Granting conditional marketing approval would allow cell therapy developers to recoup some of the high costs of manufacturing, Jacques Galipeau, chair of the MSC Scientific Committee at industry think tank ISCT, told us.
“The cost of goods per patient is orders of magnitude greater than that of a pill [and] this must be borne by the entity striving to test safety & efficacy of cell technology,” he told us.
And with many cell technologies being developed by academic health centres or small biotechs “the very high upfront costs of manufacturing therefore becomes a substantial obstacle to engage in innovation and development of an emerging technology.”
“Early conditional approval of therapies deemed safe, yet still in the process of more onerous ‘efficacy’ studies may allow for a financially viable mechanism - eg mitigation of cost of goods - to demonstrate efficacy and spur activity in this space.”
He continued: “A streamlined manufacturing cost recovery regulatory path which at least permits accelerated access to promising cell technologies to accredited hospitals would help all players in this space address the unmet needs of patients.”
His comments come off the back of the REGROW Act, proposed US legislation introduced in March which is looking to expedite cell therapy development through regulatory pathway 351 and 361 of the Public Health Service Act.
While ISCT is in favour of efforts to provide affordable and accessible cell therapy treatments to patients, the group opposes several features in the Act it believes fail to do this.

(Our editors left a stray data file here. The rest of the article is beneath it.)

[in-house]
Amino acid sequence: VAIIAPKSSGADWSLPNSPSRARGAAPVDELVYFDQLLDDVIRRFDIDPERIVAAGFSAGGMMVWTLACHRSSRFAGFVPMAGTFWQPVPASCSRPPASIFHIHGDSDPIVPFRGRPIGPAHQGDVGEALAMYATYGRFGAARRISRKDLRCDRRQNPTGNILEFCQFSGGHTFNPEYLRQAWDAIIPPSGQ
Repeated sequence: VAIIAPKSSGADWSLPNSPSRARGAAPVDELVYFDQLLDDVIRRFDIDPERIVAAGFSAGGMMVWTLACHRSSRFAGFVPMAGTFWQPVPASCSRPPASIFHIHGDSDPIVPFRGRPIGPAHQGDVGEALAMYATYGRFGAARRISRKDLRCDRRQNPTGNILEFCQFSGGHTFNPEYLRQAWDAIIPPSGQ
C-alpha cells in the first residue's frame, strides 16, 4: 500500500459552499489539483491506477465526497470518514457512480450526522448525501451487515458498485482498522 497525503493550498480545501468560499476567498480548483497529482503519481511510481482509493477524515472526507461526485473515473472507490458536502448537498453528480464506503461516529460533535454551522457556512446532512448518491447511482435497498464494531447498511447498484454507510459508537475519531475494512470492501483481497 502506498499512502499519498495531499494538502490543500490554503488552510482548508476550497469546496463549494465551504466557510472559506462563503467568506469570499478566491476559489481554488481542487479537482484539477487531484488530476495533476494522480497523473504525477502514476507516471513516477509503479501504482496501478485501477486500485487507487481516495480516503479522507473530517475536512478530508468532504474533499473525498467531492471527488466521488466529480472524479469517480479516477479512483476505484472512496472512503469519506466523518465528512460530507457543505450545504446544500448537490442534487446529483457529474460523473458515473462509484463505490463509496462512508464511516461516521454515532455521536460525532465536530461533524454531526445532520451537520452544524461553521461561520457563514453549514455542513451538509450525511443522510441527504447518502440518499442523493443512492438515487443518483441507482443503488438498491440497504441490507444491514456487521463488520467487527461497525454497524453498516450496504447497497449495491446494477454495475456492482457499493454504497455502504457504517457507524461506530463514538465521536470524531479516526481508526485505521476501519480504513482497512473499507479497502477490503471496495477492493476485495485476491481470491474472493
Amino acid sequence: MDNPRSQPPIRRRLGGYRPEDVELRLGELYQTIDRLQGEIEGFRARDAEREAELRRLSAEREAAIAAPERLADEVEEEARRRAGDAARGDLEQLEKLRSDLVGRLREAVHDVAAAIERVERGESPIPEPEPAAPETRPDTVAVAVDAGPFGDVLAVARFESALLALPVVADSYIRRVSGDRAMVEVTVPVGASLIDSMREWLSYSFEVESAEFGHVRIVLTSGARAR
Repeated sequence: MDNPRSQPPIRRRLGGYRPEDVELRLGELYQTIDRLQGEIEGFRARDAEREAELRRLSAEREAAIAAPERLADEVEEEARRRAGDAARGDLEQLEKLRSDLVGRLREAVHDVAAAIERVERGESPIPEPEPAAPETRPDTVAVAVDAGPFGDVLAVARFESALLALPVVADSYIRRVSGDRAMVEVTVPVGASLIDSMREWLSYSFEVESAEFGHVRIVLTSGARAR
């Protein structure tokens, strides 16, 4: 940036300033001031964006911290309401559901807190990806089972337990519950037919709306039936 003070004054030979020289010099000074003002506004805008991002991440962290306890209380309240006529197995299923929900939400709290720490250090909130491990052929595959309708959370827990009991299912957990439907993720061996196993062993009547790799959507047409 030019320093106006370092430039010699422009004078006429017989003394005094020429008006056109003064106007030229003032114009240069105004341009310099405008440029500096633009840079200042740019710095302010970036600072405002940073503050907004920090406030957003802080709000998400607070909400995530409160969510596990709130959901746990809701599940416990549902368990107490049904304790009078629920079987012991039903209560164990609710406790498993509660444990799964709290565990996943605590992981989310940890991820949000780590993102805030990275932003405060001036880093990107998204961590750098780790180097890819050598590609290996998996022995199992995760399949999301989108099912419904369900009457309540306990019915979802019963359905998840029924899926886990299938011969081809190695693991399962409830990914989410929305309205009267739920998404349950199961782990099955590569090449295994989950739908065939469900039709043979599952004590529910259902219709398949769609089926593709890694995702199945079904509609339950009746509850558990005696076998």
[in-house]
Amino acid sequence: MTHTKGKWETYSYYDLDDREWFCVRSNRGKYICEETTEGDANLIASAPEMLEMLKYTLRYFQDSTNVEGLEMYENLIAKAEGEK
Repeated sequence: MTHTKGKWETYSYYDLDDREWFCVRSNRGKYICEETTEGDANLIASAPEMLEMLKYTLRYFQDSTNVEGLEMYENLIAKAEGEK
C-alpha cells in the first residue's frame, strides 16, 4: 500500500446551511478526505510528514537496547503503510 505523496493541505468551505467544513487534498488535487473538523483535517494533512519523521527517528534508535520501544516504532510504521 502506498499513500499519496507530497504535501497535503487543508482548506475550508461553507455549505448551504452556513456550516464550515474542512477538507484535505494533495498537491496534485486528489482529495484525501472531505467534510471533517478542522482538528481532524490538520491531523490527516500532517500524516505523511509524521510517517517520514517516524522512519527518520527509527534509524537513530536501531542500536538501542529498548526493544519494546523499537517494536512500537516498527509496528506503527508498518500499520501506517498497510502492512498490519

“As written, the Act relaxes the regulatory requirements for 351 technologies in a manner that allows conditional FDA marketing approval without scientific evidence of efficacy, as per current standards,” Miguel Forte, chair of the ISCT’s Commercialisation Committee, told Biopharma-Reporter.com
But while“the legislation aims to promote faster access to new therapies, the method in which it has proposed access is inadequate and incomplete.”
He said that treatments for patients should have adequate documentation of the safety and efficacy on a proper risk-benefit assessment. “This means that from a regulatory perspective it should not be a significant difference.”
“The question is the adequacy of the assessment of the risk-benefit and the opportunity to provide patient access to new medications with an advantage of that being done within the system even if the system could be improved with faster decision and potentially less risk-aversion.”